Yesterday, eligible users finally got to claim the long-awaited airdrop of a new Arbitrum token ARB. The event took an unexpected turn. Immediately after the token launch, the website and blockchain scanner went under maintenance.
"We're sorry for turning off the lights on Arbitrum for a while. It seems abundantly clear that ARB will need to migrate to its own chain in order to properly scale. We'd like to encourage the DAO to start thinking in this direction," one of the developers under the nickname Foobar clarified in a tweet.
Despite the temporary downtime, some Arbitrum users managed to claim their tokens and quickly sold them for up to $15 on the cryptocurrency exchanges that had already listed the newly released token. Huobi was one of those platforms where the peak price had sustained for a certain time before Arbitrum's servers came back online.
When other airdrop participants were finally able to receive their tokens, ARB supply on the market started to grow, tanking its price. For a moment, the token's value was as low as $1. When the situation finally stabilized, ARB was trading at $1.5, which was the price at press time.
Needless to say, many crypto users were outraged because of the technical disruptions that gave an advantage only to few tech-savvy people eligible for the airdrop. While Arbiscan.io, Arbitrum's chain explorer, boasted on Twitter of surpassing Ethereum's pick traffic in 2022, many users did not share this enthusiasm. Most of them criticized the platform for poor scalability and unprofessional management of airdrop, and mockingly suggested that the company should implement an L3 solution.
Arbitrum experienced a surge in traction following the announcement of its airdrop on March 16. According to the Dune analytics, the number of unique wallets participating in transactions on Arbitrum jumped to 240,000, doubling the peak the platform had reached in February. Right before the airdrop, on March 22, the network recorded 1.56 million transactions, compared to about 1 million transactions on Ethereum that day.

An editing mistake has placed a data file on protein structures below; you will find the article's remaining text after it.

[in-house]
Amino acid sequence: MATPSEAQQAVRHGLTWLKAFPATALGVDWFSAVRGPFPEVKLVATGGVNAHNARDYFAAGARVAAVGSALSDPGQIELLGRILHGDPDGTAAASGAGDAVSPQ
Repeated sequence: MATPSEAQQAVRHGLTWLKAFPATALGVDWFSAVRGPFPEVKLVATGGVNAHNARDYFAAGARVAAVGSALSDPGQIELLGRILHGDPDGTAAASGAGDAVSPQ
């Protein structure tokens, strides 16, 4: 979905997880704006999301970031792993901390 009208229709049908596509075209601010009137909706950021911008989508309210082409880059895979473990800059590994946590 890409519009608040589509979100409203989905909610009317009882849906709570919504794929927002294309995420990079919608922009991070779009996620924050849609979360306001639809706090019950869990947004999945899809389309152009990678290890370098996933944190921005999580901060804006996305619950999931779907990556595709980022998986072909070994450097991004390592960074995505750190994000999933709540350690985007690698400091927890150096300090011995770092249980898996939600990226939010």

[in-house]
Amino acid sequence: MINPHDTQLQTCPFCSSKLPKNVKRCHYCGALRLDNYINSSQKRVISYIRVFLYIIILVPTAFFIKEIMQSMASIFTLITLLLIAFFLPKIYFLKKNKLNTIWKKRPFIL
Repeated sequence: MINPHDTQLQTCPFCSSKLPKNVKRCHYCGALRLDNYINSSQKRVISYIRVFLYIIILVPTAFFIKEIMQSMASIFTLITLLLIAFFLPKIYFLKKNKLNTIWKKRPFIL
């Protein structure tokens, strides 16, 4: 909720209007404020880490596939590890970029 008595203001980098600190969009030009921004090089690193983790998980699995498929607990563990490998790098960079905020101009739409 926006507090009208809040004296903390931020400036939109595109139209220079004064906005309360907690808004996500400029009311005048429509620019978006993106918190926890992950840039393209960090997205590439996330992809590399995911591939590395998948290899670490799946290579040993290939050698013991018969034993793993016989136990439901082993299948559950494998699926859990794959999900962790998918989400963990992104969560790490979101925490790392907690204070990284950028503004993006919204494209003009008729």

Such an increased interest in the platform can be partially attributed to the airdrop eligibility criteria that incentivized active users. Still, it’s worth noting that Arbitrum favored early adopters over newcomers, giving the latter fewer points for their activity. These points were calculated to assess users' eligibility for the airdrop.
In addition, Arbitrum was very cautious about possible attempts to abuse the airdrop and imposed restrictions for new wallets.
Despite initial issues with the airdrop, more and more crypto users are interacting with Arbitrum. Currently, the number of active users is close to 200,000.
According to the latest data from blockchain analytics firm Nansen, more than 855 million ARB tokens (74% of airdrop supply) have already been claimed. Nansen has also provided curious statistics about the airdrop recipients, according to which the majority of Arbitrum users (71.4%) are entitled to receive 2,000 ARB, while a narrow group of the most active users (0.7%) can claim up to 10,250 ARB.
As per Nansen, so far, Binance has the highest ARB trading volume of 204 million tokens among other crypto exchanges and liquidity pools. Other such platforms with the highest number of tokens include OKX, Bybit, KuCoin, Uniswap, MEXC, and Huobi.